“Initially, we made gadgets, with a panda logo everywhere. And then Lane Crawford saw it and they said, ‘Oh, we love it! We’d love to have this entire pop-up in China.’ So they took the whole thing, we did it in Hong Kong and in Beijing – huge pop-up stores with Nicopanda. Then that kind of grew. I did another pop-up store in Tokyo. And that year, four years ago, was about putting my logo on very reasonable products, so my fan could enjoy it locally. That was it. Most of the things lived online. We created a Tumblr where people designed their own pandas and GIFs, and I would sometimes take those graphics and make them into T-shirts. So that’s how it started.
“Then, two years ago, I decided to do something properly. I was like, okay, I’m doing this panda stuff – without a business plan or anything – and I was talking to my team and thought it would be great if we could do something a bit more elevated, so I could wear it. So it wasn’t really about the logo, but more about the vibe. That’s how I created the collection. It’s now become a full collection – I’ve done two seasons. Now we’re doing a pre-collection! And menswear!”
AF: “It’s become such a massive thing, so quickly. A real fashion label from this cult start-up.”
NF: “Nicopanda was about my fans, but it was also about listening to buyers, their needs, what they wanted. In a way, it was the first time I worked like this. Normally, I would just create something, but this time, I already had a good relationship with different buyers around the world, so I was talking to them. They said it would be great to get lots of sweats, hybrid things. So that’s how we started designing. It’s very commercial and wearable, but we are doing something that maybe no one else is doing. Something in between contemporary and streetwear. And I really tried to make it as cheap as possible – as I can do. I didn’t want to charge a high fashion price. Because it’s not. I want it to be about inclusiveness.”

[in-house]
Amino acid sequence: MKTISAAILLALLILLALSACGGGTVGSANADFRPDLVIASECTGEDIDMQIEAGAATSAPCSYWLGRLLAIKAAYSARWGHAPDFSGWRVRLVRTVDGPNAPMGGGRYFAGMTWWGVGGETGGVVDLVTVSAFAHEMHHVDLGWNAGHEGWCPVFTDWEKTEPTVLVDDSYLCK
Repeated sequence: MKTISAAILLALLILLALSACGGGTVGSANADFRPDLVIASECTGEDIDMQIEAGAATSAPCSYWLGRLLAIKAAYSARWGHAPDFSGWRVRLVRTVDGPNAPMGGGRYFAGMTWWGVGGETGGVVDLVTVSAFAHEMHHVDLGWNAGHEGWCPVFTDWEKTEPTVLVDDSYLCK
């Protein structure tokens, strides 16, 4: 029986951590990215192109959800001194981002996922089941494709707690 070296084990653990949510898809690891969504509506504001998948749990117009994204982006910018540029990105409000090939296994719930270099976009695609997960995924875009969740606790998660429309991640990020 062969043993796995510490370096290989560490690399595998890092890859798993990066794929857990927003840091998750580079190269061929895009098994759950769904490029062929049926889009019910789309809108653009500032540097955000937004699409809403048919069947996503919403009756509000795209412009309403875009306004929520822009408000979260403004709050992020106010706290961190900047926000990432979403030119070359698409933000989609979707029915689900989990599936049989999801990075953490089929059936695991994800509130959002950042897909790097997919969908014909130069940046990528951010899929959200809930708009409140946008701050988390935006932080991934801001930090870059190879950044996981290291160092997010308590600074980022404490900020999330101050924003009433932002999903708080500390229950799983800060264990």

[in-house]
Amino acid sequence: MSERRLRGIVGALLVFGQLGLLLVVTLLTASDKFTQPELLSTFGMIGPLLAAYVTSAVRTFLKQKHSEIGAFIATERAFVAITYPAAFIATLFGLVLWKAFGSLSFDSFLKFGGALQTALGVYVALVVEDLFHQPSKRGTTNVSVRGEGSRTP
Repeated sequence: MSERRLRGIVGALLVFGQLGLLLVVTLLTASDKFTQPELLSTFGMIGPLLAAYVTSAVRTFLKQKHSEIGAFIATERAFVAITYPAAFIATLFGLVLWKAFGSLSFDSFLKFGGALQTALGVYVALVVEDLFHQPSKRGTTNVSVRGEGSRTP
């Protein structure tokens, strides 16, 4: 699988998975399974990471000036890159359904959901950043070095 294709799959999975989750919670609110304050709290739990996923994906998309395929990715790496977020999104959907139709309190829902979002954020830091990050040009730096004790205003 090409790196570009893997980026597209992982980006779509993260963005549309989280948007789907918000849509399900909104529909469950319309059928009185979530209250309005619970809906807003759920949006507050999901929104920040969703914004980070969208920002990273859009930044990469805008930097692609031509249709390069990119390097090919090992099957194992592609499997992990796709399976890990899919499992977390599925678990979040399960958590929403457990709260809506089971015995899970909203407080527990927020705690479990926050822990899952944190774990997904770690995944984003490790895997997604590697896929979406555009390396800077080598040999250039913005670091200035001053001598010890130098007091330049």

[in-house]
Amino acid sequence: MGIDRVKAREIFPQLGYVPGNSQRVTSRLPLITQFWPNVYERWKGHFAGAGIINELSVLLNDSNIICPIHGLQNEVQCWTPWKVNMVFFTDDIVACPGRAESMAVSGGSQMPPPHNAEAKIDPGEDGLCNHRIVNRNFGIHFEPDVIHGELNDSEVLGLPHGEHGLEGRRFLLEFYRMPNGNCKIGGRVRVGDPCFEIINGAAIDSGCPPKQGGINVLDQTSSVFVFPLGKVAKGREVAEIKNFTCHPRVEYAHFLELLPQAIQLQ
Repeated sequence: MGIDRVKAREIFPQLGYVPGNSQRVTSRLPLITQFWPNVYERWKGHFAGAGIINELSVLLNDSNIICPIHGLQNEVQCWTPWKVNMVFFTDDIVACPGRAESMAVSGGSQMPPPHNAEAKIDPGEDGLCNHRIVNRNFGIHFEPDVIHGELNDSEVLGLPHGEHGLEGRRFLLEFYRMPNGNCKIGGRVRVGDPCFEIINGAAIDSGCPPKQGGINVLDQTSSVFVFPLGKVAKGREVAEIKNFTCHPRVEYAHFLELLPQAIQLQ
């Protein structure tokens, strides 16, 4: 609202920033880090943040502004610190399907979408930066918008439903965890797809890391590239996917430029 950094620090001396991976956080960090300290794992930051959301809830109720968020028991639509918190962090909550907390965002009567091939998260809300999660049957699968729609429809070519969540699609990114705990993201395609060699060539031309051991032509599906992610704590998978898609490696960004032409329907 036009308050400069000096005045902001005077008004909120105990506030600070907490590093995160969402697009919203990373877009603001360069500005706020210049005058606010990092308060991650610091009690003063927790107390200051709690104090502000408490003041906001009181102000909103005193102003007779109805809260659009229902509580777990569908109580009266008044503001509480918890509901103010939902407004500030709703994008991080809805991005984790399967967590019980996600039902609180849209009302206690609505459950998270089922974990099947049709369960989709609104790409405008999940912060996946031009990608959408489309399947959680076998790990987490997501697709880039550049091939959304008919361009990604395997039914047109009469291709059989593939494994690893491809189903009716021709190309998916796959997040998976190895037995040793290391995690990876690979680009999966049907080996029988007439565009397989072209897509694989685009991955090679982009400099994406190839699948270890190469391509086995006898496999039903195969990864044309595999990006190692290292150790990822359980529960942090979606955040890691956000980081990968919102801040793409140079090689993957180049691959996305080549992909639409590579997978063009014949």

AF: “Was design where you originally saw yourself ending up? Is that what you envisaged when you decided you wanted some sort of fashion career?”
NF: “I never had a plan. I mean, when I was super young, yes, I wanted to be a designer, for sure. But I went to study architecture and sort of got lost in the London world, just went clubbing and stuff. I found myself loving photography, doing styling, making visuals. I sort of forgot about the whole designing thing. Stylists are like designers. I can sew, we can design. I know so many stylists who are incredible designers, but it’s about confidence.
“Maybe in the beginning I was happy being backstage, being part of the design team. But the whole Gaga thing pushed me into the limelight, then the Mugler thing happened. Instead of saying no, I just did it without really thinking. Maybe it was too early, for me. But now I feel like… it feels really good.”
AF: “I was really interested in how you’ve talked about Nicopanda and Tumblr – about the whole line itself being born out of that website culture. It’s the kind of thing you sometimes hear other designers talk about. Proenza Schouler did a Tumblr-inspired collection, and before that, Altuzarra had designed a collection influenced by Tumblr, and by Google Image Search also. But this isn’t a conceptual idea, of what Tumblr is or how to interpret the notion of Tumblr in a fashion context. It’s actually using it as a creative tool.”